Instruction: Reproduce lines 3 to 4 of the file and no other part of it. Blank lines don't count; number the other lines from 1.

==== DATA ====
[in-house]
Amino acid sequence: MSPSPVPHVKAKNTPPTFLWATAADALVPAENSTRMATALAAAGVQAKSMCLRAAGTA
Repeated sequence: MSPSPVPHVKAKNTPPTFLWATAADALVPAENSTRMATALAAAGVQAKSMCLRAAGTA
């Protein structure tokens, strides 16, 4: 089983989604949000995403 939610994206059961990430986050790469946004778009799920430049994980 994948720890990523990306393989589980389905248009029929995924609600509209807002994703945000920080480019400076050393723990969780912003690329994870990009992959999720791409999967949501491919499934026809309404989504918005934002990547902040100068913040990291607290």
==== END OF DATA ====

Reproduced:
Repeated sequence: MSPSPVPHVKAKNTPPTFLWATAADALVPAENSTRMATALAAAGVQAKSMCLRAAGTA
């Protein structure tokens, strides 16, 4: 089983989604949000995403 939610994206059961990430986050790469946004778009799920430049994980 994948720890990523990306393989589980389905248009029929995924609600509209807002994703945000920080480019400076050393723990969780912003690329994870990009992959999720791409999967949501491919499934026809309404989504918005934002990547902040100068913040990291607290």